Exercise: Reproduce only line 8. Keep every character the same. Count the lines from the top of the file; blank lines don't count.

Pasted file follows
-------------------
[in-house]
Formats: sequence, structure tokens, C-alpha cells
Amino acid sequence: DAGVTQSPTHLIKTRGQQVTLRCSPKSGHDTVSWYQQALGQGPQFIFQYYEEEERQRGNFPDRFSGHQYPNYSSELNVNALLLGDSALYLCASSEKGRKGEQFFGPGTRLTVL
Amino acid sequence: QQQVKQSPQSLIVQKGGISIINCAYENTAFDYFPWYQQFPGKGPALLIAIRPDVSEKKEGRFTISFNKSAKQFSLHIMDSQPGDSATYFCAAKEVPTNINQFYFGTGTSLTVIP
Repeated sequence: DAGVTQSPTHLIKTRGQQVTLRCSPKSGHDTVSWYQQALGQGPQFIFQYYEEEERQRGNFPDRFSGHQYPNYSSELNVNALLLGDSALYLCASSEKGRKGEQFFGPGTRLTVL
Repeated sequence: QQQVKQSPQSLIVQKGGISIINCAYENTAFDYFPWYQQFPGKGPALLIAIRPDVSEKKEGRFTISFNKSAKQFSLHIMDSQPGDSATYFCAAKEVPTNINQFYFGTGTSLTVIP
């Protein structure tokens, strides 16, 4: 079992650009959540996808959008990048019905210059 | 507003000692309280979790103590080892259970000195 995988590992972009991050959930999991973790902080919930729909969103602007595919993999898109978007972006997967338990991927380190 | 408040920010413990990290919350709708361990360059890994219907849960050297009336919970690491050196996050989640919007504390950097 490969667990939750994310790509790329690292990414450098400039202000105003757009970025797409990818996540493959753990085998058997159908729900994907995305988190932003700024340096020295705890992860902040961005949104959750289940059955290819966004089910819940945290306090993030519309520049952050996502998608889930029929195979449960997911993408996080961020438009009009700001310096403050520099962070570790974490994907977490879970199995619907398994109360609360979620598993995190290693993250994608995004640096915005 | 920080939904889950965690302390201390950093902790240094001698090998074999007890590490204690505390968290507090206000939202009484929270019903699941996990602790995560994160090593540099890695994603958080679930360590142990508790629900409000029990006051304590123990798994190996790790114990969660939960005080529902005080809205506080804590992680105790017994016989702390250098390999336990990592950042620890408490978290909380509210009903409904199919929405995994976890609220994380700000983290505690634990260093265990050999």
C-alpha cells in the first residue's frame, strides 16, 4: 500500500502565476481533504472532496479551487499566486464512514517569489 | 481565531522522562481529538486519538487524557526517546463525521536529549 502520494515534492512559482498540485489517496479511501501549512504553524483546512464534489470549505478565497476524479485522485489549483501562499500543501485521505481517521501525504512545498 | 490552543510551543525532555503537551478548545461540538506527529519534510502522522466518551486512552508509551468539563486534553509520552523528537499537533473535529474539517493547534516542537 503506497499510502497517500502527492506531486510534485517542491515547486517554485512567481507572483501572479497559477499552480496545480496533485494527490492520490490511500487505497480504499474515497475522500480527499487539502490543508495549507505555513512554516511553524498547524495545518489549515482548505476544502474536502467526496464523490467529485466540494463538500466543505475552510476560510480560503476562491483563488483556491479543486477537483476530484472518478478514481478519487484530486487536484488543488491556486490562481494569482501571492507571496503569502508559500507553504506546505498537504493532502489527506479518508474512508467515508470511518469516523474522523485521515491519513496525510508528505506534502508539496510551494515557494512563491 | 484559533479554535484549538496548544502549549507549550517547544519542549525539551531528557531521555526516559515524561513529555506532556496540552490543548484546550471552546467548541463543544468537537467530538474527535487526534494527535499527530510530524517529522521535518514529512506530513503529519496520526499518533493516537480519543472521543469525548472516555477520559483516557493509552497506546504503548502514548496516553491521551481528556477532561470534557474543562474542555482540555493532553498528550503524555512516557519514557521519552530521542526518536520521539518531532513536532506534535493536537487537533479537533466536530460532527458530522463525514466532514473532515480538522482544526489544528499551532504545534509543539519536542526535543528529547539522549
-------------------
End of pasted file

C-alpha cells in the first residue's frame, strides 16, 4: 500500500502565476481533504472532496479551487499566486464512514517569489 | 481565531522522562481529538486519538487524557526517546463525521536529549 502520494515534492512559482498540485489517496479511501501549512504553524483546512464534489470549505478565497476524479485522485489549483501562499500543501485521505481517521501525504512545498 | 490552543510551543525532555503537551478548545461540538506527529519534510502522522466518551486512552508509551468539563486534553509520552523528537499537533473535529474539517493547534516542537 503506497499510502497517500502527492506531486510534485517542491515547486517554485512567481507572483501572479497559477499552480496545480496533485494527490492520490490511500487505497480504499474515497475522500480527499487539502490543508495549507505555513512554516511553524498547524495545518489549515482548505476544502474536502467526496464523490467529485466540494463538500466543505475552510476560510480560503476562491483563488483556491479543486477537483476530484472518478478514481478519487484530486487536484488543488491556486490562481494569482501571492507571496503569502508559500507553504506546505498537504493532502489527506479518508474512508467515508470511518469516523474522523485521515491519513496525510508528505506534502508539496510551494515557494512563491 | 484559533479554535484549538496548544502549549507549550517547544519542549525539551531528557531521555526516559515524561513529555506532556496540552490543548484546550471552546467548541463543544468537537467530538474527535487526534494527535499527530510530524517529522521535518514529512506530513503529519496520526499518533493516537480519543472521543469525548472516555477520559483516557493509552497506546504503548502514548496516553491521551481528556477532561470534557474543562474542555482540555493532553498528550503524555512516557519514557521519552530521542526518536520521539518531532513536532506534535493536537487537533479537533466536530460532527458530522463525514466532514473532515480538522482544526489544528499551532504545534509543539519536542526535543528529547539522549